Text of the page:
Board Denies Sales Tax Refund For Energy Used In Manufacturing
In Rohm and Haas Co. v. Department of Revenue, File No. K05-R-34, Order No. K-19757 (KBTA, Feb. 13, 2007), the Kentucky Board of Tax Appeals (“KBTA”) denied a refund claim for sales tax paid for energy consumed during the manufacture of Plexiglas, plastic additives, and other products.
Rohm and Haas Company (“Rohm and Haas”) operated a manufacturing facility in Louisville, Kentucky. A component of many of the products manufactured at the location was raw, undistilled Methyl Methacrylate (“MMA”). Rohm and Haas produced distilled MMA, which was used primarily on site in the production of other products, including Plexiglas, plastic additives and emulsions. Rohm and Haas sought a refund of taxes paid on energy consumed in the manufacturing of the Plexiglas and emulsions based upon the application of KRS 139.480. KRS 139.480 provides a sales and use tax exemption for energy or energy producing fuels used in the course of manufacturing or refining which exceed three percent of the “cost of production.” Rohm and Haas based its refund claim upon the decision in Revenue Cabinet v. James B. Beam Distilling Co., 798 S.W.2d 134 (Ky. 1990).
In Beam, the distiller had sought a sales and use tax exemption for the fuels used in distilling liquor. The Department of Revenue (“Revenue”) argued that the exemption should be denied because Beam failed to include in the cost of production of the alcohol the cost of warehousing and bottling such liquor. However, Beam sought the exemption on the distillery process alone. In granting the exemption, the Kentucky Supreme Court held that the cost of bottling and warehousing were downstream processes and wholly unrelated to the cost of producing the liquor.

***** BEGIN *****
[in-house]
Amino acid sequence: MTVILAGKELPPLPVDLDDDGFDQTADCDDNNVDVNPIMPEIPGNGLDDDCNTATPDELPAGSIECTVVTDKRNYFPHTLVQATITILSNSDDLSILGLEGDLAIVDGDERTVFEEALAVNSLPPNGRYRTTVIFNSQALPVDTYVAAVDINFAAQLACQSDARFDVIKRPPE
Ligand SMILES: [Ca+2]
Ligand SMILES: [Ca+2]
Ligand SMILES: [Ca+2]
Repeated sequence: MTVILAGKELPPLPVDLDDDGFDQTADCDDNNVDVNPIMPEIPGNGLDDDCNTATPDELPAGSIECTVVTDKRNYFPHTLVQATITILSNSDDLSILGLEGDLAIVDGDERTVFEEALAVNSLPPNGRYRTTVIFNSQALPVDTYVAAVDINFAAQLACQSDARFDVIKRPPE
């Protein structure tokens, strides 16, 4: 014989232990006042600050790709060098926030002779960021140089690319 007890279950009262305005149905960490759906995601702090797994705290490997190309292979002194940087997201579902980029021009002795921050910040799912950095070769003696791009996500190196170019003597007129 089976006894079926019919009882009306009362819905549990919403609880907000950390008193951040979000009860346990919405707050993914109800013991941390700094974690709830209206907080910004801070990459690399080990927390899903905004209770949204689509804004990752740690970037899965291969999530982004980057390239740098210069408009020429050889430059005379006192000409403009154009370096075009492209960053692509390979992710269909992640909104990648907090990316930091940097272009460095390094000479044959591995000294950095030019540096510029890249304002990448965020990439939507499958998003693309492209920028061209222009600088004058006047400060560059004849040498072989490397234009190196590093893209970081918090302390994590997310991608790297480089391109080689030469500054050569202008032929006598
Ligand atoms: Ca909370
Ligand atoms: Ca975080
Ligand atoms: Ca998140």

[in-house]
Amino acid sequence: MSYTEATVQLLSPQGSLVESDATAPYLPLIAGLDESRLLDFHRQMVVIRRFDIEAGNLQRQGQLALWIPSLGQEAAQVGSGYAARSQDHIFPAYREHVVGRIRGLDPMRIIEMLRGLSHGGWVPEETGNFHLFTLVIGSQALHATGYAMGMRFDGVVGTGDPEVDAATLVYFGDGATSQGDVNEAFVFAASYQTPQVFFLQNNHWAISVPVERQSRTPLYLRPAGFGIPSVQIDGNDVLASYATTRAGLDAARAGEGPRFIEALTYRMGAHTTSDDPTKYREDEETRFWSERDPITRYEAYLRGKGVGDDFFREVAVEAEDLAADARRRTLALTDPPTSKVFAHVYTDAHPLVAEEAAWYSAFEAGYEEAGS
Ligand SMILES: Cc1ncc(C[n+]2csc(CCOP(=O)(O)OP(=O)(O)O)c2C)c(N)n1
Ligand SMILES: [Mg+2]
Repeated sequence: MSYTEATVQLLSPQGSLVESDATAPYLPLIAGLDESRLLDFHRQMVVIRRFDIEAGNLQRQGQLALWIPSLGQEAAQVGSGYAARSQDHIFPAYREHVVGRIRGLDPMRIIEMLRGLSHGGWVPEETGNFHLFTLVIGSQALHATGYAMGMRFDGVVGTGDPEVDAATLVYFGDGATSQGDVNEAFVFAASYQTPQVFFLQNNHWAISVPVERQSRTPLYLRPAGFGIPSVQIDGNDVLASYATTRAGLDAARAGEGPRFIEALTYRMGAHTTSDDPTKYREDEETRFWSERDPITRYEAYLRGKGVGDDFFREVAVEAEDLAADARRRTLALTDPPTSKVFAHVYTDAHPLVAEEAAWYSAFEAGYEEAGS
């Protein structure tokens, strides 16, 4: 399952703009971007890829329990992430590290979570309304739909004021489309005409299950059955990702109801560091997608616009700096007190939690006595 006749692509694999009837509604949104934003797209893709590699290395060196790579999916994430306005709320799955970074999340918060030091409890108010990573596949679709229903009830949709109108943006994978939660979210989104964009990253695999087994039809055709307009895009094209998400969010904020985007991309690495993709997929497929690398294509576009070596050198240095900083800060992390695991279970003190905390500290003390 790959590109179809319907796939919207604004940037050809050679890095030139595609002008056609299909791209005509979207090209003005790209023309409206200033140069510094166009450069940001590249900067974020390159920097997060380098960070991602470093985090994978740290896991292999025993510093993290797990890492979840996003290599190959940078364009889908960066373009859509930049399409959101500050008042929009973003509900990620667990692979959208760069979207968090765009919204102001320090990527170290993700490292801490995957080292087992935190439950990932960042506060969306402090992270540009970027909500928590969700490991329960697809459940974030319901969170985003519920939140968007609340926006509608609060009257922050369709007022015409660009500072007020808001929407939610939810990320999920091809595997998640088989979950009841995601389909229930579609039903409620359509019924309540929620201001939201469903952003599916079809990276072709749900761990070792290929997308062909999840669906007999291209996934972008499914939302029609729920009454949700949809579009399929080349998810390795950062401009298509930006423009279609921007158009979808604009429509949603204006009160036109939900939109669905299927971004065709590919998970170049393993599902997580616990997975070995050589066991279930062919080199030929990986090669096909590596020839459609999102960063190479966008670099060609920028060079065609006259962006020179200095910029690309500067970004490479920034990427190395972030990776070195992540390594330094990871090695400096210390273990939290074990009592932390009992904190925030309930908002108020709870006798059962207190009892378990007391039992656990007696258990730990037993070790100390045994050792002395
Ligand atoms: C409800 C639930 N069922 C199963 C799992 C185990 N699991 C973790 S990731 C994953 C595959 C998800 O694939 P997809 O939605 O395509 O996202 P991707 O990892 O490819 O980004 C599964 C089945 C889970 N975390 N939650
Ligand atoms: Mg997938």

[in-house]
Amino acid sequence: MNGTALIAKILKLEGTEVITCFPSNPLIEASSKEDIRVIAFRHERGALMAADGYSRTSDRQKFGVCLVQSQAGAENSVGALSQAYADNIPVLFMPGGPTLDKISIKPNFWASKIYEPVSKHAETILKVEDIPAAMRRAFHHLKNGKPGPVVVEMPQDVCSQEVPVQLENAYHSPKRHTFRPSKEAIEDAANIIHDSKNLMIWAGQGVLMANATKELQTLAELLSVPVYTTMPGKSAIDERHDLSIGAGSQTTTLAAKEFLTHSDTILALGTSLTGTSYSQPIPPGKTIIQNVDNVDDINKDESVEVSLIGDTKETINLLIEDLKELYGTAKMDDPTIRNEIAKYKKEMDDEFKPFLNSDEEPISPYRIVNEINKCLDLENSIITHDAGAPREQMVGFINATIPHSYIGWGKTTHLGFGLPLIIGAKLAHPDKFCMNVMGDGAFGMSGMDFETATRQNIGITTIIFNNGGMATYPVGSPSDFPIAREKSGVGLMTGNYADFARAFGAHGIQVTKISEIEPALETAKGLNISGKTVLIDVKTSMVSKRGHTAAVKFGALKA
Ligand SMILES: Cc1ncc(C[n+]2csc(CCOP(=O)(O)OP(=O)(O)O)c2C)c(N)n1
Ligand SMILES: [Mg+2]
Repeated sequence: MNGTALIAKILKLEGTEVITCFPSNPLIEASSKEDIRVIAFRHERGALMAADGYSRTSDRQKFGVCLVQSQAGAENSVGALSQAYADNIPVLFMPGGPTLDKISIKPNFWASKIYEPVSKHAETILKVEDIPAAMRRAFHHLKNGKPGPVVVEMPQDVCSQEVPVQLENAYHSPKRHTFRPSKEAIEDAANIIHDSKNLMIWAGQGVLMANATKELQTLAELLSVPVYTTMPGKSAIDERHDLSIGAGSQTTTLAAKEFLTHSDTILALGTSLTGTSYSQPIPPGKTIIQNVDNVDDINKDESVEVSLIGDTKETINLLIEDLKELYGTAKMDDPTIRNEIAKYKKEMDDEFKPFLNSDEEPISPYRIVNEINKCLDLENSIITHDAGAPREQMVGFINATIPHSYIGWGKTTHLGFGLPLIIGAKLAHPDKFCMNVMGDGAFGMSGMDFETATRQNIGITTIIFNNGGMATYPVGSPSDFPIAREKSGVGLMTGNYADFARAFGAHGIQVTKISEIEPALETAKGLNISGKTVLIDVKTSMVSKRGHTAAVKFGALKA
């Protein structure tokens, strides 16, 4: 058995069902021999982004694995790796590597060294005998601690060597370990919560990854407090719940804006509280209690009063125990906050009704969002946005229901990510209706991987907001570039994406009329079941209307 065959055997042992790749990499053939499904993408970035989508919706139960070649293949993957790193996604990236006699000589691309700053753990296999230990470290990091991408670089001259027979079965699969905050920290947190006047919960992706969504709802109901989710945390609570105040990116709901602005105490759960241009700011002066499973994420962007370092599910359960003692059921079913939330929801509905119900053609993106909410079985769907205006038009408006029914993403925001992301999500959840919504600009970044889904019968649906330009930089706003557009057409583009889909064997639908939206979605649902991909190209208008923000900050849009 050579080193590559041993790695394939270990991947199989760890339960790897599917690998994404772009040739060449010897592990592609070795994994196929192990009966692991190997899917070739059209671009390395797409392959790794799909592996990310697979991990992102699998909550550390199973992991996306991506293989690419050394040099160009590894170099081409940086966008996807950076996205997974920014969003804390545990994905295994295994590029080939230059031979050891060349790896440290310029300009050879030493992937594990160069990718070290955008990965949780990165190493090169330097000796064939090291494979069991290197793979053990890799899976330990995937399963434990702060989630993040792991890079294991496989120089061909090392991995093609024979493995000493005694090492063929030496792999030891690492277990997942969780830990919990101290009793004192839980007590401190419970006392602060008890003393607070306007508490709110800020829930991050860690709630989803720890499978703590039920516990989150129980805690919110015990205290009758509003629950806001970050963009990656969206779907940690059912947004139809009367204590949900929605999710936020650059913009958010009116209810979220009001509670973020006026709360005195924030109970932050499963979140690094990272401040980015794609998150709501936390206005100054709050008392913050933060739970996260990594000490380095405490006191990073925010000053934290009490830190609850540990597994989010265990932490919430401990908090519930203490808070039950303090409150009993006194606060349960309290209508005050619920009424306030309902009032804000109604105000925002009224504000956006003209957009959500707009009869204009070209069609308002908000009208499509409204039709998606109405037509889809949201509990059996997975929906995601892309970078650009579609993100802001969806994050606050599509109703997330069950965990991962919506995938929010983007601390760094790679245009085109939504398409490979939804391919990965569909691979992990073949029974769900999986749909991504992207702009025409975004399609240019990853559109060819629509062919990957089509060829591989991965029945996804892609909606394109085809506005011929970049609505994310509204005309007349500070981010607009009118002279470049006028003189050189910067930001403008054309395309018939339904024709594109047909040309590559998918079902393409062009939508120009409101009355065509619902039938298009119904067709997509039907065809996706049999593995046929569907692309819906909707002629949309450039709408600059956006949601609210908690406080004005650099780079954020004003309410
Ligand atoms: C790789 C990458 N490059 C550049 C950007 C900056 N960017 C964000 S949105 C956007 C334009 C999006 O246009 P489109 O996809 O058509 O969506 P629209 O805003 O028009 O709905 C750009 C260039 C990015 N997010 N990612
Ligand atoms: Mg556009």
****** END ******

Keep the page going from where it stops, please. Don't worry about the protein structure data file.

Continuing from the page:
Rohm and Haas argued that similar to Beam, its operations were separate and distinct because they were on different parts of the work site, used separate chains of command, and were managed as separate accounts. Rohm and Haas therefore contended it had created “separate and complete” operations, and was thus entitled to a sales and use tax exemption on energy used in the production of Plexiglas and emulsions because the cost of that energy exceeded three percent of the “cost of production” in those operations. However, in making its calculation, Rohm and Haas did not include or account for the “cost” of the distilled MMA, which was an integral raw material used in making the products at issue.
Revenue’s position was that the cost of producing the distilled MMA should be allocated among the various operations in order to calculate the “cost of production” of the processes at issue. Testimony before the KBTA was that Rohm and Haas included the cost of the distilled MMA in calculating its “profit” for the operations, but excluded it in calculating the “cost of production” for purposes of seeking the tax exemption under KRS 139.480.
The KBTA held that not only must the operations for which the exemption is claimed be “separate and complete,” they also must “not [be] dependent on other operations at that site for the production of a completed product or process.” The KBTA noted that Rohm and Haas did not seek an exemption for the distillation of the MMA, but rather for other manufacturing processes downstream, conducted at the same work site, and which were dependent upon the distilled MMA being produced in the first place. Thus, the KBTA held that the cost of the distilled MMA must be included in the calculation to determine the “cost of production” for purposes of the energy exemption so that Rohm and Haas did not qualify for the energy exemption. Rohm and Haas has appealed the KBTA’s decision to the Franklin Circuit Court.